The Cost of Rogue Leaders By Evren Celik Wiltse
Imagine a political leader who claims political power through a military coup, rules his people with an iron fist for 40 years, and diligently tries to acquire chemical, biological and nuclear weapons. The same leader also sponsors global terrorist networks. He finances the bombing of a US passenger plane over Scotland that kills 270 civilians.
Despite mounting cases of inhumane and criminal behavior, Italy’s then Prime Minister Berlusconi rolled out the red carpet for the said leader and hosted official visits. This was how Libya’s notorious Colonel Kaddafi was received in Europe. When he visited the US for the UN meetings, the authorities in New York scrambled to find a convenient spot for him to pitch his massive nomadic tent, because the gentleman refused to stay in hotels.
Imagine another leader whose region was devastated by a civil war, cities shelled with heavy artillery, and in desperate need of infrastructure. Just in a single incident, over 300 students in a school lost their lives after being besieged for days.
Yet, the regional warlord Mr. Ramzan Kadyrov stroked a deal with Russian President Putin, and now can rule Chechnya as his personal ranch. He invites celebrities like Jan Claude Van Damme and Hilary Swank for his 35th birthday, gifts his family members an army of Bentleys and Mercedeses. News of his missing cat is widely publicized inside and outside Chechnya, but missing journalists, human rights activists, and lately the bullied members of the LGBT community in Chechnya do not get as much attention.
The Soviet Union crumbled in 1989. Since then, it had only two leaders: Boris Yeltsin and Vladimir Putin. Mr. Putin has been effectively ruling what was left of the Soviets since 2000s. He gained a reputation by his unique style of leadership. No other head of state has as many photos of his upper torso naked, as does Mr. Putin. Global press is very well served with his photos of riding wild horses, fishing, in Tae kwon do outfit with black belt, diving for amphoras, spear fishing, petting tigers, etc. During the Winter Olympics in Sochi, his photos adorned all the rooms the athletes stayed.
Unfortunately, the excesses of Mr. Putin are not always as benign as his self-promoting photos. In fact, right after hosting the Winter Olympics, Mr. Putin acquired a significant chunk of territory (Crimean peninsula) from neighboring Ukraine, as the rest of the world watched in disbelief. International human rights organizations point at systematic suppression of activists in Russia.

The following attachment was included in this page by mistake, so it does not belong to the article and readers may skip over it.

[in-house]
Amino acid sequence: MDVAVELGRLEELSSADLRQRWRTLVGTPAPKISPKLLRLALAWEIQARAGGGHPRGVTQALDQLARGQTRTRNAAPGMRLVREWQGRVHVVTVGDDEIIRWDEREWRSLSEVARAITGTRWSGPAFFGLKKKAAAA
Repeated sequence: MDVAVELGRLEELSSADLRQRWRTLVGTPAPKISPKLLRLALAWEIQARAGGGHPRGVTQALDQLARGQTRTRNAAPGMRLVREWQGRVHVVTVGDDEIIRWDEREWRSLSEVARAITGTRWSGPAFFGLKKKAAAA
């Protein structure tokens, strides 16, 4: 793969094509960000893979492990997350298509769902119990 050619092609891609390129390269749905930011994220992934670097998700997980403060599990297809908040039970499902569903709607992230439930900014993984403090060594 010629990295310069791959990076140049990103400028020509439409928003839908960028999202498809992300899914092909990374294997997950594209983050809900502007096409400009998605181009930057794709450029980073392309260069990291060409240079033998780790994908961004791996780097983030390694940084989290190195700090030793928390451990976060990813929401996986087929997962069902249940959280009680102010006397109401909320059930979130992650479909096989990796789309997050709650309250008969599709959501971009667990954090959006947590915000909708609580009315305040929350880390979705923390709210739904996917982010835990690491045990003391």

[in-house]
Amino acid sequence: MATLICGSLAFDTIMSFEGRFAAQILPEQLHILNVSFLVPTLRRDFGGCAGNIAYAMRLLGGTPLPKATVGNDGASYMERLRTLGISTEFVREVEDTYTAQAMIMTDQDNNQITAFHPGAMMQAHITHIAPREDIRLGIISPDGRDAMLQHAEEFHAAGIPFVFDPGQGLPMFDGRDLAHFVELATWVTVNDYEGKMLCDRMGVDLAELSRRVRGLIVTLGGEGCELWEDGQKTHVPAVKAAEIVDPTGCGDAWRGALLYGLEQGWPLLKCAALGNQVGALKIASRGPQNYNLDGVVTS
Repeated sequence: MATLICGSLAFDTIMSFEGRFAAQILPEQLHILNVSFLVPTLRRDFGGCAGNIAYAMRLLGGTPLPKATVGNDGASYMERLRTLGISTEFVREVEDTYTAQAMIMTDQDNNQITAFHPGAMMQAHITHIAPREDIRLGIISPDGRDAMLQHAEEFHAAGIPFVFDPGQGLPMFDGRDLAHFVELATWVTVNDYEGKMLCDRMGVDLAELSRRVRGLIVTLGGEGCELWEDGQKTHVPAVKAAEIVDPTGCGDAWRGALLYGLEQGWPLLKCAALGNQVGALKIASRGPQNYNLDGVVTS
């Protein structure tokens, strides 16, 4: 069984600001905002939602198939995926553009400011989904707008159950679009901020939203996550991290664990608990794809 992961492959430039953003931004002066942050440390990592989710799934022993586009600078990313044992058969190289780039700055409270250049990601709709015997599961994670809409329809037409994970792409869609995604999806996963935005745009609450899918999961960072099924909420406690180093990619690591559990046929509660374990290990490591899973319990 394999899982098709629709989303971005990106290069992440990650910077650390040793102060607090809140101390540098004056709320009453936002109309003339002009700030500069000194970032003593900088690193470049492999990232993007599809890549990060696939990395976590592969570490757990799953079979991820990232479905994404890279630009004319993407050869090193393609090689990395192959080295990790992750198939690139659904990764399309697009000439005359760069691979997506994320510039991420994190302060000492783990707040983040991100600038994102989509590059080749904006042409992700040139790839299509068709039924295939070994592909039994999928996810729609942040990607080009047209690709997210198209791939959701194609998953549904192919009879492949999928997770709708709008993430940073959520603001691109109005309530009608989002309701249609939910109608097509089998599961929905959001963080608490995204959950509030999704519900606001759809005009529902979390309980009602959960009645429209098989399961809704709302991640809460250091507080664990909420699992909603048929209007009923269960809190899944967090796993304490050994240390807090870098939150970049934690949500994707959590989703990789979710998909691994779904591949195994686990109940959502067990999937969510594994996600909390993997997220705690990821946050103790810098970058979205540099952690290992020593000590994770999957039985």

Journalists who try to shed light on shoddy economic relations of him or his closest associates tend to “disappear”. Dissident politicians get shot in broad daylight in downtown Moscow. Russian justice system is yet to prosecute any of these murders. Human rights advocates are considered fair game by state agencies. They are stigmatized as ‘foreign agents,” harassed by tax authorities, and retired activists even lose their government pensions and benefits. Needless to say, President Trump’s relationship with Putin, who he was “honored” to meet, and Russia, has generatedcontroversy and investigation.
Last but not the least, there is the President of Turkey. His ever tightening grip on power is leaving a massive trail of beaten up activists, jailed journalists, politicians and dissidents, confiscated assets worthy of billions of dollars, and a record number of cases piling up at the European Court of Human Rights (ECHR). His security entourage is notorious for its heavy handed ways.
The US public got a glimpse of Mr. Erdogan’s style, when his security details beat up and hospitalized nearly 10 protestors in Washington DC in May 2017. Mr. Erdogan deploys equally forceful rhetoric, when he disagrees with Western governments. He was quick to accuse them of “Nazism”, when they declined to provide venues for Mr. Erdogan’s ministers to hold political rallies in Germany and the Netherlands.
Rough leaders have significant costs for the international community. Libya after Kaddafi split into two, succumbed into a civil war, became the breeding ground of global terrorism, and cost thousands of lives, including that of a US Ambassador. Today, Chechnya is among of the top exporters of global terror, including the two brothers who plotted the Boston bombings.
Russia does not operate as a transparent free market economy. It is one of the top destinations of illicit gains and money laundering. Shoddy financial activities out of Russia corrode the rest of the world, as the oligarchs and other well-connected apparatchiks try to park their ill-gained wealth to safe heavens abroad. The US public is still trying to sort out the toxic Russian influence in its presidential elections.
Finally, Turkey not only gags its own dissident citizens, but also holds German journalists and US citizens hostage in its prisons. Its temperamental leadership is jeopardizing the NATO bases in Turkey, as well as the NATO operations in the Middle East.
When leaders like Theresa May, Donald Trump or Angela Merkel roll out red carpets, and receive these rouge leaders in a business as usual manner, they grant legitimacy to all these atrocities. Diplomatic summits like G20 increasingly look like world leaders having gathered for Thanksgiving dinner, and some are trying hard to ignore the battered wives and kids around the table. We can either sport our fake smiles and pretend all is good, until the dysfunction drowns us all. Or we can start denying those red carpets to such rogue leaders.
Evren Celik Wiltse is Assistant Professor of Political Science at South Dakota State University